As she got older, she realized she needed to carve out a space for herself and her ancestral history hence her decision to create Brownbody. Richburg received her MFA in dance and choreography from Temple University in 2007, an MA in Afro-American Studies from UW Madison, and a BA in English and African American Studies from Carleton College. Working with Lela Aisha Jones, Richburg was also the Co-founder of The Requisite Movers, a Philadelphia based program that supports the work of Black female choreographers. Deneane has danced for a number of artists including, Chris Walker, Jose Francisco Barroso, Dr. Kariamu Welsh, Lela Aisha Jones and has performed with Off Leash Area, Flyground, and Kariamu and Company. Richburg is a grateful recipient of a 2017 McKnight Choreography Fellowship, administered by the Cowles Center, funded by The McKnight Foundation, a 2019 Jerome Hill Artist Fellowship, and a Dance/USA Fellowship to Artists made possible with generous funding from the Doris Duke Charitable Foundation.

Lela Aisha Jones is the Associate Artistic Director of Brownbody.

Lela is an artist scholar, movement performance artist, interdisciplinary collaborator and founder of Lela Aisha Jones | FlyGround, her creative home. A proud native of Tallahassee, FL, she feels quite fortunate to live and make dance in Philadelphia, PA. Lela’s work intimately intertwines personal and collective lived experiences of diasporic blackness as archived in and excavated with the body through dance.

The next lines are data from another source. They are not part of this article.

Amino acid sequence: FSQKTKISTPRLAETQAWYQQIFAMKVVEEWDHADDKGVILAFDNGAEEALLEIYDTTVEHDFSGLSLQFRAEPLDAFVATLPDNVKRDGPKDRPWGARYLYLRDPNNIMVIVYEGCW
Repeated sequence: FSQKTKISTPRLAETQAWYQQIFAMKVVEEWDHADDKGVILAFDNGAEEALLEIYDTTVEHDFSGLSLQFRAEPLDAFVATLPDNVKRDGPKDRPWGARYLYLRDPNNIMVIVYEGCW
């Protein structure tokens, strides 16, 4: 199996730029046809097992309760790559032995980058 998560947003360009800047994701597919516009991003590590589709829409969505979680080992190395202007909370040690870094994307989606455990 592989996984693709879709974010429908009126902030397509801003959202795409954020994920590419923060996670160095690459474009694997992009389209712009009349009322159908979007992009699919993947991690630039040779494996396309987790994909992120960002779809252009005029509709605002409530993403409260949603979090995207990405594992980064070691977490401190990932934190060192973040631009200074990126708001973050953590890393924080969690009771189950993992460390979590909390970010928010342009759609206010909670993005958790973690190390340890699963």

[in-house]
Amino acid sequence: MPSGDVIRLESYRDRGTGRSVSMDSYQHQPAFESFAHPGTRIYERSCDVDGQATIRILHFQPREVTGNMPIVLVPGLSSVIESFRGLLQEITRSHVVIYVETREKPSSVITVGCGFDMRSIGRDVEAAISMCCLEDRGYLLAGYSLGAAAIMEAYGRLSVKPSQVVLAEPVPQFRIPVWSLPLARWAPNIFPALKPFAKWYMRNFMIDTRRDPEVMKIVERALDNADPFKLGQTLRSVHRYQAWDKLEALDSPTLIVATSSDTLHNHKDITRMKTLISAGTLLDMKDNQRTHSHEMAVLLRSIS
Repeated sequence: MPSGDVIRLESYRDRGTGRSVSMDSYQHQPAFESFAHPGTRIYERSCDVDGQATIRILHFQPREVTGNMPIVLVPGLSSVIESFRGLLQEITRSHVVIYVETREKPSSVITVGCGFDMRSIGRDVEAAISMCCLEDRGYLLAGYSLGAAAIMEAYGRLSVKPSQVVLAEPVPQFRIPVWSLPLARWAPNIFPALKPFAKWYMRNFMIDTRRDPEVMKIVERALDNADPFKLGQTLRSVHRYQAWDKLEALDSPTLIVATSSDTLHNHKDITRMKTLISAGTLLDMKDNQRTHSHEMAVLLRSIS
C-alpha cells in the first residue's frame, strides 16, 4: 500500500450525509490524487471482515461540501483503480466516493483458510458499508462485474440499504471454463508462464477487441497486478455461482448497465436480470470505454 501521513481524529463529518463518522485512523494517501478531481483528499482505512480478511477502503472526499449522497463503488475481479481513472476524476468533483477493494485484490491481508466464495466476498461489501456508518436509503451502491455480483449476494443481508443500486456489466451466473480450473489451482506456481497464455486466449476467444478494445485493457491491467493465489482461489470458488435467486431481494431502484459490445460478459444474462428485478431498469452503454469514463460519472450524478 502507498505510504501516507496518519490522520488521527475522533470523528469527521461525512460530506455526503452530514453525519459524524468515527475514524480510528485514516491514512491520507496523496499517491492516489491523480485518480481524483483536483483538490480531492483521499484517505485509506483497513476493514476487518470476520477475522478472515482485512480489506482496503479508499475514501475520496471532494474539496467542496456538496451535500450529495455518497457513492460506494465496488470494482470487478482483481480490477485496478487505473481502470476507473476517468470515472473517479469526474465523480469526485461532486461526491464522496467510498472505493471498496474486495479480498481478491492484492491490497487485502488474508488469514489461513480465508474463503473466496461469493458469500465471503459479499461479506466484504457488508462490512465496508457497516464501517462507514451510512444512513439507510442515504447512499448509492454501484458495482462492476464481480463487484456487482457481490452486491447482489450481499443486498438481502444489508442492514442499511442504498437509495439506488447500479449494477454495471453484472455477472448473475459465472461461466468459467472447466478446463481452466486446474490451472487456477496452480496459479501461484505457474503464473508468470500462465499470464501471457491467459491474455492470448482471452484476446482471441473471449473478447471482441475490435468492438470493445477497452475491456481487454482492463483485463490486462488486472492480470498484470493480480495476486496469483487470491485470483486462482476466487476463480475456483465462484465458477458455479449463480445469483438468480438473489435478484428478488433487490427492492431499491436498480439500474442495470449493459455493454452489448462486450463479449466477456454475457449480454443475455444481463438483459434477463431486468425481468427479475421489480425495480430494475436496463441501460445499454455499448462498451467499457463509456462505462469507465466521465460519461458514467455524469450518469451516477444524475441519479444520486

Lela’s most recent choreographic and performance endeavors include Same Story Different Countries Project in Johannesburg and Cape Coast, South Africa (2017) directed by Dr. Lynnette Overby, Nia Love’s g(1)host: lost at sea at Gibney Dance (2019), Onye Ozuzu’s work at Dance Gathering in Lagos, Nigeria (2019), and a commissioned presentation of her work Plight Release and the Diasporic Body at the African American Museum of Philadelphia with, and in response to, the work of visual artist and scholar Fahamu Pecou (2019). Some of her most influential professional experiences have been in movement practice with Nia Love, Christal Brown | Inspirit, Barak Ade Sole, Moustapha Bangoura, Anssumane Silla, Sulley Imoro, Omi Osun Joni L. Jones, and Urban Bush Women.

Lela earned a B.S. in Health Science Education from the University of Florida, an M.F.A. in dance from Florida State University, a Ph.D. from Texas Woman’s University, and is a new member of the dance faculty at Bryn Mawr College. Her doctoral work was focused nomadic/migrating identities, diasporic citizenship, as well as collective philosophies and practices of integrity in Black and African diasporic dance teaching, choreography, and performance.

Her awards and honors include a 2015 Leeway Foundation Transformation Award and a 2016 Pew Fellowship in the Arts. Lela is grateful to continue her work as an artist scholar, movement performance artist, and interdisciplinary collaborator with Brownbody and as a member of the faculty in the Bryn Mawr College Dance Program.